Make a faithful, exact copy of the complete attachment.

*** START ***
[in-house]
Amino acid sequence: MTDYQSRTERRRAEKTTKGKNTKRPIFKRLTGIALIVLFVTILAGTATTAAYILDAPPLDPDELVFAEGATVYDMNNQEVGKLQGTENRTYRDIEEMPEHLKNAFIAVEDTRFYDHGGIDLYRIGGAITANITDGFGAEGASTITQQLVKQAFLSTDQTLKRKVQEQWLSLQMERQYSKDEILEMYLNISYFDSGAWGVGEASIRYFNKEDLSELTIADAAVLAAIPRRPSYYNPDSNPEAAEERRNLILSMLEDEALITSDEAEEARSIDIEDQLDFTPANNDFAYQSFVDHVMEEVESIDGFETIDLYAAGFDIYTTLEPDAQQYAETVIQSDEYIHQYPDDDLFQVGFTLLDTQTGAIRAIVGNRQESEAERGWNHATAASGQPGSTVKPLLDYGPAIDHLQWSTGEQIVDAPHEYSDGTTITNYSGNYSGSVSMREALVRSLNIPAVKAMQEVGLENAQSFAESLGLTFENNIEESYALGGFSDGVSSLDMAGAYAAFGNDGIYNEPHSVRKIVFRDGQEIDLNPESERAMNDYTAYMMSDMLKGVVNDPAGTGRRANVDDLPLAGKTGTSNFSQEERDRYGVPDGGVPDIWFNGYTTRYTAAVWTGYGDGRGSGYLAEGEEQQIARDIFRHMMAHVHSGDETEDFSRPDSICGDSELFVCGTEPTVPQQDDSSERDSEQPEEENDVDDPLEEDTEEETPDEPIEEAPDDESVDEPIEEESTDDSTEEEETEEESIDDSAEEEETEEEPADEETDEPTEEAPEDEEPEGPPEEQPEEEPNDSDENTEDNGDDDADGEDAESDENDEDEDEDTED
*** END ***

[in-house]
Amino acid sequence: MTDYQSRTERRRAEKTTKGKNTKRPIFKRLTGIALIVLFVTILAGTATTAAYILDAPPLDPDELVFAEGATVYDMNNQEVGKLQGTENRTYRDIEEMPEHLKNAFIAVEDTRFYDHGGIDLYRIGGAITANITDGFGAEGASTITQQLVKQAFLSTDQTLKRKVQEQWLSLQMERQYSKDEILEMYLNISYFDSGAWGVGEASIRYFNKEDLSELTIADAAVLAAIPRRPSYYNPDSNPEAAEERRNLILSMLEDEALITSDEAEEARSIDIEDQLDFTPANNDFAYQSFVDHVMEEVESIDGFETIDLYAAGFDIYTTLEPDAQQYAETVIQSDEYIHQYPDDDLFQVGFTLLDTQTGAIRAIVGNRQESEAERGWNHATAASGQPGSTVKPLLDYGPAIDHLQWSTGEQIVDAPHEYSDGTTITNYSGNYSGSVSMREALVRSLNIPAVKAMQEVGLENAQSFAESLGLTFENNIEESYALGGFSDGVSSLDMAGAYAAFGNDGIYNEPHSVRKIVFRDGQEIDLNPESERAMNDYTAYMMSDMLKGVVNDPAGTGRRANVDDLPLAGKTGTSNFSQEERDRYGVPDGGVPDIWFNGYTTRYTAAVWTGYGDGRGSGYLAEGEEQQIARDIFRHMMAHVHSGDETEDFSRPDSICGDSELFVCGTEPTVPQQDDSSERDSEQPEEENDVDDPLEEDTEEETPDEPIEEAPDDESVDEPIEEESTDDSTEEEETEEESIDDSAEEEETEEEPADEETDEPTEEAPEDEEPEGPPEEQPEEEPNDSDENTEDNGDDDADGEDAESDENDEDEDEDTED